Some providers need an additional API ID / Account information. If provided, enter it here as a string, or leave the field empty.
From the PRTG main menu, choose Setup | Account Settings | Notification Templates. Here you can define and change your notification messages as such.
Click the Notification Templates tab to show a list of existing notification templates, what actions they perform, and if they are active or paused.
On the right side, mark one of the objects. Using the Edit buttons, perform the following actions to set up a notification template:
- Send test notification: Trigger this notification immediately for testing purposes
- Used by: Show all objects that trigger this notification
- Pause: Pause this notification. If a notification is paused, PRTG will not send messages when this notification is triggered
- Resume: Resume monitoring of a paused object at any time
- Clone: Create a clone of this notification
- Delete: Delete this notification (not possible for predefined notifications)
- Settings: Open the settings of a notification template
Hover over and select Add Notification Template from the menu to add a new notification template, or click the name of an existing notification template to edit it.
You can choose one method or combine several methods from the list. Whenever the notification is triggered, PRTG sends out messages or performs actions for all configured methods at once.
Notifications can be triggered on the basis of the status or the data of a sensor. When a sensor’s values change, notification triggers then provoke one or more notifications to be sent out.
These are the different types of Notification Triggers you can apply:
- State Trigger: Activates when a sensor changes its current status
- Speed Trigger: Activates when the currently monitored speed in a sensor changes (for example, a traffic sensor)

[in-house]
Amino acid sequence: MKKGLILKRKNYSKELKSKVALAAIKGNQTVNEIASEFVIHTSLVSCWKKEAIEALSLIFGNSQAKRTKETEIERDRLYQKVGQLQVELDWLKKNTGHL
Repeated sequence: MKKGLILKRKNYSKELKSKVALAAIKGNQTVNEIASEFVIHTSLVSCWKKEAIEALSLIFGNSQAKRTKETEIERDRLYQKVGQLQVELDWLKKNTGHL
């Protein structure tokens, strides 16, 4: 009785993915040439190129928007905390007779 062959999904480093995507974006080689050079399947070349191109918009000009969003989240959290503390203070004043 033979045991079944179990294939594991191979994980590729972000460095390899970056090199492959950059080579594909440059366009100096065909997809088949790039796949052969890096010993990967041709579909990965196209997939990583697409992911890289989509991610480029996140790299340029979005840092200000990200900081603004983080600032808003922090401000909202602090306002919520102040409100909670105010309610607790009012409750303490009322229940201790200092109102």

- Volume Trigger: Activates when a sensor (for example, a traffic sensor) reaches a certain volume limit in a specified time
- Threshold Trigger: Activates when a sensor reaches specific values
- Change Trigger: Activated by an 'on change' trigger. Some sensors offer the option to send such a trigger whenever sensor values have changed
You can add a notification trigger to an object. An object can be a device (a switch, printer, server, etc.), but also a process, database, or application.
Have you thought about only adding a notification trigger to a sensor rather than to the whole device? It is up to you, but you decide how to avoid the flood of messages when something happens to that device.
Keep in mind that not every notification type will be applicable to every sensor type. Example: If you monitor CPU usage, a speed trigger might not be helpful.
On an object’s detail page, select the Notification Triggers tab.
Here you can create notification triggers and define if triggers that can be inherited from the parent objects will be inherited and also apply for this object.